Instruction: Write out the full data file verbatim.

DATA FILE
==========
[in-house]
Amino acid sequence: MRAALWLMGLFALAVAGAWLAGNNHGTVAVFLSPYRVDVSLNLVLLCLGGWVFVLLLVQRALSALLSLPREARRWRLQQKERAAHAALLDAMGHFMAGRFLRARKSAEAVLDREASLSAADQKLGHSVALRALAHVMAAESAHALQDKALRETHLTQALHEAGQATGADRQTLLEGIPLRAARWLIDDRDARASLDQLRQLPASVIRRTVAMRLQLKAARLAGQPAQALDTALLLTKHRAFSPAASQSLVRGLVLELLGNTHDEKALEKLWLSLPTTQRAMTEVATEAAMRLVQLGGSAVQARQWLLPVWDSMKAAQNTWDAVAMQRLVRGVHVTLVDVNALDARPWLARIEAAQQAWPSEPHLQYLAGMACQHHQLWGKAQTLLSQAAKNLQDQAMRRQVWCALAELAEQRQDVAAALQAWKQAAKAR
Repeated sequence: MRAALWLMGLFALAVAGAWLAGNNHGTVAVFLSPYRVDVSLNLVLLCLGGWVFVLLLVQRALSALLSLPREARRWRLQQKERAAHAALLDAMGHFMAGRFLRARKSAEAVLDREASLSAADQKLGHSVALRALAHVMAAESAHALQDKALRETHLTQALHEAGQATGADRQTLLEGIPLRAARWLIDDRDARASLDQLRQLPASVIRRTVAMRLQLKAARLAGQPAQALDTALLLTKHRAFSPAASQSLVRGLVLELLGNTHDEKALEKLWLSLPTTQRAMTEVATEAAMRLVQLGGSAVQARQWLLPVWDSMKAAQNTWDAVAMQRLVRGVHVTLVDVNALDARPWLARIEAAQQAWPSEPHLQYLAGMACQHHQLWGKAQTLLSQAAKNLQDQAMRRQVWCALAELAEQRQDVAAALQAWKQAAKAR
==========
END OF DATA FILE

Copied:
[in-house]
Amino acid sequence: MRAALWLMGLFALAVAGAWLAGNNHGTVAVFLSPYRVDVSLNLVLLCLGGWVFVLLLVQRALSALLSLPREARRWRLQQKERAAHAALLDAMGHFMAGRFLRARKSAEAVLDREASLSAADQKLGHSVALRALAHVMAAESAHALQDKALRETHLTQALHEAGQATGADRQTLLEGIPLRAARWLIDDRDARASLDQLRQLPASVIRRTVAMRLQLKAARLAGQPAQALDTALLLTKHRAFSPAASQSLVRGLVLELLGNTHDEKALEKLWLSLPTTQRAMTEVATEAAMRLVQLGGSAVQARQWLLPVWDSMKAAQNTWDAVAMQRLVRGVHVTLVDVNALDARPWLARIEAAQQAWPSEPHLQYLAGMACQHHQLWGKAQTLLSQAAKNLQDQAMRRQVWCALAELAEQRQDVAAALQAWKQAAKAR
Repeated sequence: MRAALWLMGLFALAVAGAWLAGNNHGTVAVFLSPYRVDVSLNLVLLCLGGWVFVLLLVQRALSALLSLPREARRWRLQQKERAAHAALLDAMGHFMAGRFLRARKSAEAVLDREASLSAADQKLGHSVALRALAHVMAAESAHALQDKALRETHLTQALHEAGQATGADRQTLLEGIPLRAARWLIDDRDARASLDQLRQLPASVIRRTVAMRLQLKAARLAGQPAQALDTALLLTKHRAFSPAASQSLVRGLVLELLGNTHDEKALEKLWLSLPTTQRAMTEVATEAAMRLVQLGGSAVQARQWLLPVWDSMKAAQNTWDAVAMQRLVRGVHVTLVDVNALDARPWLARIEAAQQAWPSEPHLQYLAGMACQHHQLWGKAQTLLSQAAKNLQDQAMRRQVWCALAELAEQRQDVAAALQAWKQAAKAR